The Trust for America’s Health has produced reports that serve as blueprints for a major restructuring of the agencies involved in overseeing food safety policy as well as eye-popping changes to the public health system. Its recommendations also have also made their way into the other food safety bills that have been recently introduced in Congress: SB 425, the “Food Safety and Tracking Improving Act;” HR 814, the “Trace Act of 2009;” and HR 759, the “Food and Drug Administration Globalization Act of 2009.”
While the vaguely worded HR 875 gives the appearance of being a reasonable attempt to fix the problems outlined, a close inspection of the blueprints on which they are based –and a bit of knowledge about the industry players who crafted them — reveals critical clues about how the public health system would be transformed for the benefit of biotech, pharmaceutical and agribusiness giants. Non-profit foundations have long served as effective tools for corporate wealth to influence public policy, providing the means to guarantee outcomes that enrich corporations at the public’s expense. The global pharmaceutical and consumer product company Johnson & Johnson’s tax-exempt foundation is no different.
Tayloring the Message: The Trust for America’s Health
The public should familiarize itself with three key reports produced by The Trust for America’s Health: “Keeping America’s Food Safe: A Blueprint for Fixing the Food and Safety System at the US Department of Health and Human Services,”(1) “Fixing Food Safety: Protecting America’s Food Supply from Farm-to-Fork,”(2) and the “Blueprint for a Healthier America: Modernizing the Federal Public Health System to Focus on Prevention and Preparedness.”(3)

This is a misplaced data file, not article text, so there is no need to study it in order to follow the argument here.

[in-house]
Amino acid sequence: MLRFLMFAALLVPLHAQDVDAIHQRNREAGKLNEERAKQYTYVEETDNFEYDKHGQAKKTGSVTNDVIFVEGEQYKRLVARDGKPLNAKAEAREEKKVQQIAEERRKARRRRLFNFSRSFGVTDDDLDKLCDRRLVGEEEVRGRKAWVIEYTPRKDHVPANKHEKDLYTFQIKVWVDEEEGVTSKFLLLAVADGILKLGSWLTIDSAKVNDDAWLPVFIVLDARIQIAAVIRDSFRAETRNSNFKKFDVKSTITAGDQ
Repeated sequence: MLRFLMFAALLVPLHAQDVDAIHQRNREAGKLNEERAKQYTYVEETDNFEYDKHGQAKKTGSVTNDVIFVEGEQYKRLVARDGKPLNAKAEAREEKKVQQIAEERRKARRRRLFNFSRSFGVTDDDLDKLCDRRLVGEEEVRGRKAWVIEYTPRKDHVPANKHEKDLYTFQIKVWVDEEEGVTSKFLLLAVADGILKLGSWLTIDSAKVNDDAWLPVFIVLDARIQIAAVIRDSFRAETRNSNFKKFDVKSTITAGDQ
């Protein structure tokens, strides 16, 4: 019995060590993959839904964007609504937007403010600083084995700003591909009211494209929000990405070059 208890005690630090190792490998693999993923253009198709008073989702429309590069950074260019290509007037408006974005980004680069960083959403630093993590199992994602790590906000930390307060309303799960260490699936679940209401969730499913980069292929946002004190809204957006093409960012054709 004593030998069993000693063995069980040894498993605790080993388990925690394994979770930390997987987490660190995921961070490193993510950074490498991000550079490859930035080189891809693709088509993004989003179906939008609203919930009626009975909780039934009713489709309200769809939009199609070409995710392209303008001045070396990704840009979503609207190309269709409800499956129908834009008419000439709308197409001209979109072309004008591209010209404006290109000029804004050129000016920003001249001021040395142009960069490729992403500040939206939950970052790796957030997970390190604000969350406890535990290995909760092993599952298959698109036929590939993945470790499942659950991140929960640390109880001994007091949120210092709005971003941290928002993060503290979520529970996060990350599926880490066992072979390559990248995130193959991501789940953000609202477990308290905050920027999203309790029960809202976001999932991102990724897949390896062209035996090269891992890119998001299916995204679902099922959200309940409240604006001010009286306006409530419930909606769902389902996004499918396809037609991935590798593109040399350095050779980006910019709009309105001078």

President Obama’s nominee for Commissioner of the Food and Drug Administration Margaret Hamburg, MD, sits on the board of directors at the Trust for America’s Health. Hamburg, a well-connected player in the public health field, also serves on the board of directors of the Rockefeller Foundation. Among other things, the Rockefeller’s vast fortune is responsible for funding foundations and institutes that spread unsafe genetically-engineered food crops around the world.(4) Sadly, those who hoped that Obama’s election would herald positive changes have repeatedly found themselves duped: the deep corporate ties of his appointees guarantee a continuation of corporate control over the US government, a veritable concierge service on steroids for private interests.
A notable craftsman at the Trust for America’s Health is none other than the notorious Michael R. Taylor, JD. Taylor penned a paper included as an appendix of “Keeping America Safe: A Blueprint for Fixing the Food Safety System at the Department of Health and Human Services” called “Restructuring Food Safety at HHS: Design and Implementation.” In it, Taylor prescribes the creation of a new Food Safety Administration that consolidates all safety functions formerly performed by a host of other government regulatory agencies and institutes on a federal level the use of industry-friendly “risk assessment” methods.